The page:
These were all themes that ran throughout the show. JR recounted how, at the age of 12, he'd helped his father move bales of hay around the families' 160 acre ranch and had developed blisters and cuts on his hands. His mother wanted JR to wear gloves, but his dad wouldn't let him, wanting him to tough it out, which he did, teaching him to gut things out.

JR's dad also bred puppies, and it was JR's responsibility to help him. JR screwed up one time and left a gate open, which led to the 'son puppy' mating with the 'mother puppy', creating an unsellable batch of inbred puppies.

As a punishment, JR's dad made him kill the inbred puppies with a hammer. JR didn't want to, but he obeyed his father, and never made the same mistake with the breeding dogs again. This was the only story of the night that kind of fell flat, due to its' rather horrific nature, and JR acknowledged that it took place in a whole different era, and that if it took place nowadays, it would be a national news story/scandal in the media.

JR mentioned how he was a wrestling fan from childhood, how he made a makeshift play ring and used his army men figures as the wrestlers. He talked about seeing an angle involving the Assassins and the Kentuckians, which involved one of the guys being split wide open, blood gushing everywhere, and from that point on, he was hooked on wrestling.

JR spoke about breaking into the business, holding a fundraising wrestling show at his college, which led to him meeting Bill Watts, and Watts inviting him to come and work for him. JR was making $120 a week initially, and boosted this wage by doing refereeing work. JR recounted his early struggles in making money, how he quickly learnt to make more money by chauffeuring guys around and charging them gas money.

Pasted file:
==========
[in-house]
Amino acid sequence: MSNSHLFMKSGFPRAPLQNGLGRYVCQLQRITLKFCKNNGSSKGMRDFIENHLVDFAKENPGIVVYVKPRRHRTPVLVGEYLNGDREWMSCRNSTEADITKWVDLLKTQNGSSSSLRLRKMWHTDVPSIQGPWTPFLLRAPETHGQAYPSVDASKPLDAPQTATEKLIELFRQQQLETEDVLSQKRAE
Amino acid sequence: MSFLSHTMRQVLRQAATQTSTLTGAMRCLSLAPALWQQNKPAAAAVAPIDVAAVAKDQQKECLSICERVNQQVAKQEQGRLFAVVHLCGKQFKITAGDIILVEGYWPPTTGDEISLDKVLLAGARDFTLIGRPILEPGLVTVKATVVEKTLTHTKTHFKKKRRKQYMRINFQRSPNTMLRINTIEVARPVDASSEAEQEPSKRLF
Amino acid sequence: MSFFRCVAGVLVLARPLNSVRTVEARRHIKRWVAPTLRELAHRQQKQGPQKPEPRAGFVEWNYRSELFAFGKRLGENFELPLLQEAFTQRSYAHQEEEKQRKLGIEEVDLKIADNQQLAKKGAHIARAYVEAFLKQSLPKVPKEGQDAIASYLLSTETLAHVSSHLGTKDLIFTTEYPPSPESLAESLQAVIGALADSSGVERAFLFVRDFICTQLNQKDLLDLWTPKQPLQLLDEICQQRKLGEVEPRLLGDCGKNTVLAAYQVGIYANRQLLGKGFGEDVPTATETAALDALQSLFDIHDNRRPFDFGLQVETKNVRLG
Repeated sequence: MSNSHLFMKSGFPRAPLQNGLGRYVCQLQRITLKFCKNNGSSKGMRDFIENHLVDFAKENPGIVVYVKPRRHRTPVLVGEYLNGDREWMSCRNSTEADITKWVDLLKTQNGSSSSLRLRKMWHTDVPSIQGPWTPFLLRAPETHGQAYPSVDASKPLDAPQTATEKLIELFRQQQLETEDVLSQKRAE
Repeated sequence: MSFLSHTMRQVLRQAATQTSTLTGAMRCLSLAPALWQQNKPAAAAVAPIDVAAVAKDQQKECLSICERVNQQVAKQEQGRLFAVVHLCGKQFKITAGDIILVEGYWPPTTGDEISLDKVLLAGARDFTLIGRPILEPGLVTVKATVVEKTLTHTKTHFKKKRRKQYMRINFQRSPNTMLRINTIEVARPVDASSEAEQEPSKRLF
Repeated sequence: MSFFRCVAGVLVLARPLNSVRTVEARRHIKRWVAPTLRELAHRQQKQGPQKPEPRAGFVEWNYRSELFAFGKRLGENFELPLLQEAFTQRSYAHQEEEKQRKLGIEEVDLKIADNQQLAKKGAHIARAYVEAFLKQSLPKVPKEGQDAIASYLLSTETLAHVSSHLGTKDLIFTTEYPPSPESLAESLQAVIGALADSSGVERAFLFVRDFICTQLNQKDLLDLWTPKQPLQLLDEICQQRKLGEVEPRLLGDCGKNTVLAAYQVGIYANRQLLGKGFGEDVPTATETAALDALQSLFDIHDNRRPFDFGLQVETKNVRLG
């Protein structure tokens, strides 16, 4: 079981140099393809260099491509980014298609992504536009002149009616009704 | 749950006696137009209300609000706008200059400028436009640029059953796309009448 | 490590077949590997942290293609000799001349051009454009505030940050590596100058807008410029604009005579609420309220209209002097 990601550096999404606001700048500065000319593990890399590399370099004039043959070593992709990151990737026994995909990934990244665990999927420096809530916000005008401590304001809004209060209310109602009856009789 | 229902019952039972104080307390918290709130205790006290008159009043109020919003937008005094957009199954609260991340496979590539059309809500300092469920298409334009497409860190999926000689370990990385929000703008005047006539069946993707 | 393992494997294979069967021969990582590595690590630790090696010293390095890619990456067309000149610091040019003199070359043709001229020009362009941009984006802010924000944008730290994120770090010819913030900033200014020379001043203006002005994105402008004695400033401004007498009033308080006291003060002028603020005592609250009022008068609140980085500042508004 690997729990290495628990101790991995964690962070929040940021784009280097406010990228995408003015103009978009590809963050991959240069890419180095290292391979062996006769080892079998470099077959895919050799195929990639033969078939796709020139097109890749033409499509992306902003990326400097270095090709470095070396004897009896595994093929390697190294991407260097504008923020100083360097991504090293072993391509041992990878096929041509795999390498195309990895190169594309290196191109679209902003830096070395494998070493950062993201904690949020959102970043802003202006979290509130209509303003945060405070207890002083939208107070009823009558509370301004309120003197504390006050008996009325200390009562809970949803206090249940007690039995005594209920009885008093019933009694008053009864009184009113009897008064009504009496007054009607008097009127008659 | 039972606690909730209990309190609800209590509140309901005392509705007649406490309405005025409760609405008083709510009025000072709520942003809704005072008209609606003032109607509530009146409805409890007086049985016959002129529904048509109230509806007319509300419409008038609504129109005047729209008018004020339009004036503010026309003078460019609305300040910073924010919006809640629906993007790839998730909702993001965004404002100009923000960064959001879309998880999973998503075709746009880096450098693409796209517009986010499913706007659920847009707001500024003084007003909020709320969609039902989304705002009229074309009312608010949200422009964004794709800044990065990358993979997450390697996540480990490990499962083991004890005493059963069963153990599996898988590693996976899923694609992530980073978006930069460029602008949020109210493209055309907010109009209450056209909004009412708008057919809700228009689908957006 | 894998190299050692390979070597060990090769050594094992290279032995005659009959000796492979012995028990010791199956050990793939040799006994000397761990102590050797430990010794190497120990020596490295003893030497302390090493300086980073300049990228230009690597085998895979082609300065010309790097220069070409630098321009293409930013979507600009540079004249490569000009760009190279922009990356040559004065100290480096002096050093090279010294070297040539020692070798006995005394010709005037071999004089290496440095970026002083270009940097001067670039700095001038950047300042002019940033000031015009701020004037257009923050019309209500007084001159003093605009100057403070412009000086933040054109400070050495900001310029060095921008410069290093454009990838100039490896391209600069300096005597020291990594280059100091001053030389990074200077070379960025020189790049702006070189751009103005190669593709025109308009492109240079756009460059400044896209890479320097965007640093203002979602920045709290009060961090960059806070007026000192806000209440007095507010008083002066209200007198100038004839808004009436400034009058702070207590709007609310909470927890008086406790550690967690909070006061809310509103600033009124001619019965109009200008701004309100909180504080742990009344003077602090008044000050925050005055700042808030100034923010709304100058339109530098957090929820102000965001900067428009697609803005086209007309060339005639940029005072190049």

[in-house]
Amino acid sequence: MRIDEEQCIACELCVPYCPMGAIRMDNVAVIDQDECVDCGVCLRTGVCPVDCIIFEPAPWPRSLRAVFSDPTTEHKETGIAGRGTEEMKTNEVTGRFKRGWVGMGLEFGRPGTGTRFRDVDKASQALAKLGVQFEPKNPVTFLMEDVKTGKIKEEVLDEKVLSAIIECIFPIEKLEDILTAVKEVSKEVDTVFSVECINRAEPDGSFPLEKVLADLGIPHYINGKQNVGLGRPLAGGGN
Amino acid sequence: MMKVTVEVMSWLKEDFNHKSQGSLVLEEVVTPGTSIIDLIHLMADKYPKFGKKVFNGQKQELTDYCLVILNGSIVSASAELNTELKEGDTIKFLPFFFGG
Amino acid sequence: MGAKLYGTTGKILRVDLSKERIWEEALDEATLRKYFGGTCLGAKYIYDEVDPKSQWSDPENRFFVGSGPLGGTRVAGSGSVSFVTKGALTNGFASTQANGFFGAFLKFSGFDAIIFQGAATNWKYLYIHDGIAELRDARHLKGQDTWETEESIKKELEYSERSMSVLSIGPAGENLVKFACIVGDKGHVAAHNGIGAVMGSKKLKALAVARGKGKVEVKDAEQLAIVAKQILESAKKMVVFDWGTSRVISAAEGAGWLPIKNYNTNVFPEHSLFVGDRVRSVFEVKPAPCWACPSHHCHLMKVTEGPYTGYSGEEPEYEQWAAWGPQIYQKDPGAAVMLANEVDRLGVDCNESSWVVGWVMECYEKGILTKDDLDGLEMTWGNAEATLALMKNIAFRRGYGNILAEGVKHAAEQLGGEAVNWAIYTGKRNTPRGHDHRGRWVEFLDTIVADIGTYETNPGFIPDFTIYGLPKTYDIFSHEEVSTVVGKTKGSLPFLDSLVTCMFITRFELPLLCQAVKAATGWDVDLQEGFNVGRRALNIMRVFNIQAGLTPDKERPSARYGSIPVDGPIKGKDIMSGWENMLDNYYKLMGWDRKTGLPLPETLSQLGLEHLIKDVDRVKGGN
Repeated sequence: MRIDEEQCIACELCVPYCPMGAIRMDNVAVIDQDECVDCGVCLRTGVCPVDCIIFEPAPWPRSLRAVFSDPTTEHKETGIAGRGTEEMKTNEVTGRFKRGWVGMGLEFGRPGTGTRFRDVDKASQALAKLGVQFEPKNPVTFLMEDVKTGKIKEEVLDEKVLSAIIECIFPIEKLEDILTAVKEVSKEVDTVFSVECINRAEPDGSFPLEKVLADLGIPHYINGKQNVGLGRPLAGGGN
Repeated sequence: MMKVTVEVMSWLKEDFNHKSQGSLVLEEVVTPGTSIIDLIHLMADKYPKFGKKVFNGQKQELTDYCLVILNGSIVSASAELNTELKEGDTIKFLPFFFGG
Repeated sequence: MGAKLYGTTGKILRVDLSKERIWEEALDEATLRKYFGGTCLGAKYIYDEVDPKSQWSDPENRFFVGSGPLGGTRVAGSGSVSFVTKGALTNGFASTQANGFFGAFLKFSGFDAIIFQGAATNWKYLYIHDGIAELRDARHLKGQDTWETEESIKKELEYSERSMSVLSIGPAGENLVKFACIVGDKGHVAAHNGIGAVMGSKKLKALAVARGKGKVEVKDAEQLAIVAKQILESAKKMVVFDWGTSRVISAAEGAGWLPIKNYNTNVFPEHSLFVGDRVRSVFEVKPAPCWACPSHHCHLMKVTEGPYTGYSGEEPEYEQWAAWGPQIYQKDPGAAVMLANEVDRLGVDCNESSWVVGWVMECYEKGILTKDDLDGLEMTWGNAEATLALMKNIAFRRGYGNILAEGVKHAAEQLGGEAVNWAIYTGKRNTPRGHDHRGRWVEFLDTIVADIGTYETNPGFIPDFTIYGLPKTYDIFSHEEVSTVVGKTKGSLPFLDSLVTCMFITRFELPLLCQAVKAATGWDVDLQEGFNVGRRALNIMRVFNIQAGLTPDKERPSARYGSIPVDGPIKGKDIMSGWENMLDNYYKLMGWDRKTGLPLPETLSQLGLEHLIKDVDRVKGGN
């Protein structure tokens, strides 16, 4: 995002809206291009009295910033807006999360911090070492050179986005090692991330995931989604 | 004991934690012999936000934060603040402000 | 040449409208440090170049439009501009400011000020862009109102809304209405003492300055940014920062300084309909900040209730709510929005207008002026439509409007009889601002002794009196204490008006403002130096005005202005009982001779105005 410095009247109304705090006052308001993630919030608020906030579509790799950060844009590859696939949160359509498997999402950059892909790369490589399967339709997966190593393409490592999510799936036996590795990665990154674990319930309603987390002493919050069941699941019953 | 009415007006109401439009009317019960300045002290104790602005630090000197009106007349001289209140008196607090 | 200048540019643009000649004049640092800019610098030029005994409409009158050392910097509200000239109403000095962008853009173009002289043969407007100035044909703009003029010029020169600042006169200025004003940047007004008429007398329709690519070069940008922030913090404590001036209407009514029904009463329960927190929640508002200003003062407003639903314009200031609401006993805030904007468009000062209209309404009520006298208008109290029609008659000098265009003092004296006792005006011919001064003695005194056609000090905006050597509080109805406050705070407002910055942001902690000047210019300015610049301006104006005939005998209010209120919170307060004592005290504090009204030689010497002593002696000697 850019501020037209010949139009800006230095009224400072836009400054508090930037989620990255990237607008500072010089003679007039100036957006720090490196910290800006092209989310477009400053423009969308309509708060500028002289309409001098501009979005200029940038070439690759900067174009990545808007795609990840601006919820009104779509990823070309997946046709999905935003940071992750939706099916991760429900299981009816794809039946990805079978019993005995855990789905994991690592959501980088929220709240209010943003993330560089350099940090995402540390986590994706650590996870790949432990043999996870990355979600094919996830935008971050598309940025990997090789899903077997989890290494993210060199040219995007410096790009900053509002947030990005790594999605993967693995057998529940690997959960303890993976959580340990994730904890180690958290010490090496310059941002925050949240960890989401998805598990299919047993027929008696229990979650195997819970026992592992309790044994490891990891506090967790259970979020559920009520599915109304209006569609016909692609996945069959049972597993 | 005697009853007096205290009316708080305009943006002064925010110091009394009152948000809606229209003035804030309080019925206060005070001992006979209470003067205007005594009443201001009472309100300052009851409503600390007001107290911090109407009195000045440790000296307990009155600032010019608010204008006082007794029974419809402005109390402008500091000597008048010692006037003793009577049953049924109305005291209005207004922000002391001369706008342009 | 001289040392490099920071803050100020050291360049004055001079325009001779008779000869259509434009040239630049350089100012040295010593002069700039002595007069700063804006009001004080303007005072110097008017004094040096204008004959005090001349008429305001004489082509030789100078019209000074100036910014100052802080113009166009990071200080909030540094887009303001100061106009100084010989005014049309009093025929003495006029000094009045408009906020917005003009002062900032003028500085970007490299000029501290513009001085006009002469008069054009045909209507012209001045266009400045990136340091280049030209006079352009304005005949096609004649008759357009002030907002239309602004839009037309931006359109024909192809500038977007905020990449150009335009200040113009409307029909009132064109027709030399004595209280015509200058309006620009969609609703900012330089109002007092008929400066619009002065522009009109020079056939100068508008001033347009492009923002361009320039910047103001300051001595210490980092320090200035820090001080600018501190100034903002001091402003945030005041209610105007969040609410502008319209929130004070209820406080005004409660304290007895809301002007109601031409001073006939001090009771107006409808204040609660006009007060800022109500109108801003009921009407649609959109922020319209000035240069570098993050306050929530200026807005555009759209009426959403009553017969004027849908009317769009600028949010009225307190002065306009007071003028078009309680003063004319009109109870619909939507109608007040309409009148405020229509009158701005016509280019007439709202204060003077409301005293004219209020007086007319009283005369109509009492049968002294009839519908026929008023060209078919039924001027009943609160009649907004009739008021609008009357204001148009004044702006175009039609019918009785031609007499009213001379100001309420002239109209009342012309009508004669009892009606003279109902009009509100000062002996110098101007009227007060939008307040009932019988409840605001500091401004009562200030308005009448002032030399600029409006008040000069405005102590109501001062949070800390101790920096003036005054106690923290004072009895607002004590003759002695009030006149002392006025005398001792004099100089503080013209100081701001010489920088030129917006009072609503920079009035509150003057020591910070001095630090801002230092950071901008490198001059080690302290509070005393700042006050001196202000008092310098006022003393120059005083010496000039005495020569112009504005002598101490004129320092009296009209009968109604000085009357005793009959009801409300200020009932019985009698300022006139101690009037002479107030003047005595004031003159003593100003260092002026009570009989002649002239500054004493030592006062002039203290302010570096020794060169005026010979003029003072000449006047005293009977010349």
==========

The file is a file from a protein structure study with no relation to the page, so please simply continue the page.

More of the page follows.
JR mentioned how he was essentially Leroy McGuirk's assistant and chauffeur, recounting a hilarious tale about how McGuirk once asked him to help him murder Ted DiBiase. McGuirk had discovered a young 20 year old Ted was dating his teenage daughter Mike McGuirk and was furious. McGuirk forced JR to drive him to Shreveport were Ted was, to help him commit the deed.

JR panicked and rang Bill Watts at a gas station payphone on the way there for advice on what to do, and Watts told him to get Leroy drunk until he passed out, then drive him to Shreveport where Bill met them, and Bill took control of the situation.

JR told more funny stories about his struggles to boost his income, including once being offered $100 by a ring rat to take a full frontal nudity photo of Andre the Giant in the shower. JR politefully declined the offer.